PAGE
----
Learning Abroad, Inspiring Change at Home

Teaching from a wheelchair at home in Tirana, Teuta Halilaj (center) inspires her students with her positive attitude.
Teaching from a wheelchair at home in Tirana, Teuta Halilaj (center) inspires her students with her positive attitude.
World Learning\Brittany Lynk
As Albania Improves Accessibility for People With Disabilities, One Woman Uses English to Empower
“Learning and teaching English has not only given me a voice, it has allowed me to give others a voice,” said Teuta Halilaj.

After an automobile accident several years ago, Teuta Halilaj’s life changed. In a moment, her whole environment became accessible only from a wheelchair and her self-confi dence dwindled. Then she realized, “If you want life to smile for you, you must smile fi rst. We women with disabilities must make that fi rst step and change our fate.”

Smile she did, becoming a voice for people with disabilities in Tirana. As an active member of the Albanian Disability Rights Foundation, supported by USAID, Halilaj was chosen to represent Albania in the Women’s Institute on Leadership and Disability, winning a tuition scholarship to the American English Institute in Eugene, Oregon.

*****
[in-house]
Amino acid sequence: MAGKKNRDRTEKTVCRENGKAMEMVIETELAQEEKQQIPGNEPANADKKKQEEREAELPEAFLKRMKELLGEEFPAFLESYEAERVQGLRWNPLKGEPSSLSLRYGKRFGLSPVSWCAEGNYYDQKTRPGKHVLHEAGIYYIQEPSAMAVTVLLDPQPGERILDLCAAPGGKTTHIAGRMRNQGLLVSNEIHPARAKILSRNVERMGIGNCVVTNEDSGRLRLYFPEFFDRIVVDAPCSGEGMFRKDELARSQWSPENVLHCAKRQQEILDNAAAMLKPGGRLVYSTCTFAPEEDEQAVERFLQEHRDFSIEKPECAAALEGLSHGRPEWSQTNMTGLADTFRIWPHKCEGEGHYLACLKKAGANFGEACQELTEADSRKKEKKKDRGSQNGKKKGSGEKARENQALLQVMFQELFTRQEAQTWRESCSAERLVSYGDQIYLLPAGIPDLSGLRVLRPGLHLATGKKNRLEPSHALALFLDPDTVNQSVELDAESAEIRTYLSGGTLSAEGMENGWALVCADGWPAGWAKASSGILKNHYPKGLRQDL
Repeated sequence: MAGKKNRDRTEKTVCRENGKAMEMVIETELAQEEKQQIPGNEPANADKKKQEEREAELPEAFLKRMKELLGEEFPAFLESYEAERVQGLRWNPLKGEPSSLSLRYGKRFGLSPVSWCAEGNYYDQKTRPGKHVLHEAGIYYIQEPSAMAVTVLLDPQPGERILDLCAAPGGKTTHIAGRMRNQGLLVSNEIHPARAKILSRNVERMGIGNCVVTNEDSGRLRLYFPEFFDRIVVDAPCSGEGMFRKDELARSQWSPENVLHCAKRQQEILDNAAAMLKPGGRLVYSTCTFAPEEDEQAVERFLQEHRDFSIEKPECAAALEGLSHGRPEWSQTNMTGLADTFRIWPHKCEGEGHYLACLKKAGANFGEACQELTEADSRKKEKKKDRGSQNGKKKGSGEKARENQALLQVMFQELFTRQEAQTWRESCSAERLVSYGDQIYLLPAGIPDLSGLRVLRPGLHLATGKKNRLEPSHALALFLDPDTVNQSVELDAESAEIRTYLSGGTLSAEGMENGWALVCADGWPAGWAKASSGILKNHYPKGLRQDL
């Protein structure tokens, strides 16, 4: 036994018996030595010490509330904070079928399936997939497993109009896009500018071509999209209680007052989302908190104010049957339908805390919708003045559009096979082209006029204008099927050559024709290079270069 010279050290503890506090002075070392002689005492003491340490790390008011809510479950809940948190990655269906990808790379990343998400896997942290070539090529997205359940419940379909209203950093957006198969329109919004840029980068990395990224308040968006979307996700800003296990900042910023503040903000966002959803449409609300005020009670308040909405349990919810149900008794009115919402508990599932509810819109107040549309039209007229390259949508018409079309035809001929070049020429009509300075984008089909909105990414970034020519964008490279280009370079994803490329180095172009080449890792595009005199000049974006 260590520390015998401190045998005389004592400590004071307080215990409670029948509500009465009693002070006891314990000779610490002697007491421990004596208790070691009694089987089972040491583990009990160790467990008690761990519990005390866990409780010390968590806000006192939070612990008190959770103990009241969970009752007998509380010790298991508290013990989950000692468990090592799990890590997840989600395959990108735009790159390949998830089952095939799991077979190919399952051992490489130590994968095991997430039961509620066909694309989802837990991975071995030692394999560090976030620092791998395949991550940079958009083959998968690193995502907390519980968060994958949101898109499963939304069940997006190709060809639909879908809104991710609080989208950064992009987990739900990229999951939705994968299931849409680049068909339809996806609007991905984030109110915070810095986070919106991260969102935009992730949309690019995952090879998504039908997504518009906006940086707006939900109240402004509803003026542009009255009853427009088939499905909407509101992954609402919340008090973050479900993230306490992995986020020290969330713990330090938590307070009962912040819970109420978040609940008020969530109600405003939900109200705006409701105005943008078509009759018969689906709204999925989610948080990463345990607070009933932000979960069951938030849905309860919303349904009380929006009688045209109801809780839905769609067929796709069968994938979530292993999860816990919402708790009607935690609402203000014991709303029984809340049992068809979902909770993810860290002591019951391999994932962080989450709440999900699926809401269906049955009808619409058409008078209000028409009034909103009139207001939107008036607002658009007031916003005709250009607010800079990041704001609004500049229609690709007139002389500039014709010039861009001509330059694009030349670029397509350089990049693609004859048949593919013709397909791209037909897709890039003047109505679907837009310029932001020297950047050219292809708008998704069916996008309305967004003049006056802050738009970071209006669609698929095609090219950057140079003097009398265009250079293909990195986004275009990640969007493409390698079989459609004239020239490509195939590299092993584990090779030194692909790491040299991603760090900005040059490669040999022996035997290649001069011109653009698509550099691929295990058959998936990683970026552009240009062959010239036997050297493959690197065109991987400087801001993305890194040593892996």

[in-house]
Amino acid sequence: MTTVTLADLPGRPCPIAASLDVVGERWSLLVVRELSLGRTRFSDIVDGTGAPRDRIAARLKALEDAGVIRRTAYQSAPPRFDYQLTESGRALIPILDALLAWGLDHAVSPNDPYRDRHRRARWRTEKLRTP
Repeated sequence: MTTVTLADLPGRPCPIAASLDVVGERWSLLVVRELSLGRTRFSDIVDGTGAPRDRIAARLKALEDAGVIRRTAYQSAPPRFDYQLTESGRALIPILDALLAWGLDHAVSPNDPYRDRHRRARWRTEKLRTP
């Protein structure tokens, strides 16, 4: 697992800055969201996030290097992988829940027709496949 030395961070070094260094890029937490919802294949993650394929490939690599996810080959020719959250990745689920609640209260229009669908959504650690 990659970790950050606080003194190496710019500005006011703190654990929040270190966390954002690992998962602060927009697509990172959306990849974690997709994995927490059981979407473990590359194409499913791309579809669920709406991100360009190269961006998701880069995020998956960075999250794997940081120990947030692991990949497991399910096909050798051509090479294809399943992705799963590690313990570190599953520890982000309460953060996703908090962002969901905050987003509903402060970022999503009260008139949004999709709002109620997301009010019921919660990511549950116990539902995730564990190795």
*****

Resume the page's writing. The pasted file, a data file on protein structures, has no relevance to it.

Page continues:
While studying in Eugene, she participated in activities like scuba diving and sailing, things she never thought possible for a woman in a wheelchair. She was also encouraged by the accessibility of classrooms and other university amenities for people with disabilities. For the fi rst time, she saw an interactive educational model where she was able to give presentations and actively direct her learning. She became determined to bring that opportunity to students in Albania.

Halilaj now teaches private English classes to more than 50 students, including some with disabilities. She says, “English is a key that opens a world of possibilities. People with disabilities face seclusion and exclusion. By learning English in combination with access to the Internet, communities can be formed, conversations can begin, voices can merge, and change can happen. Though Albania does not currently have the infrastructure to allow most people with disabilities access to interactive education, I am trying to show my students that through awareness, tolerance, advocacy, and learning English, lives, laws, and communities can change.”

Halilaj recently had a ramp built onto her teaching facility and has been making contact with families who have students with disabilities. With the help of USAID, Halilaj has not only strengthened her own voice and the voice of the disability community in Albania, but she has also passed that power on to her students. “I do not limit myself. I am now loud and proud,” she said.

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Last updated: January 13, 2017

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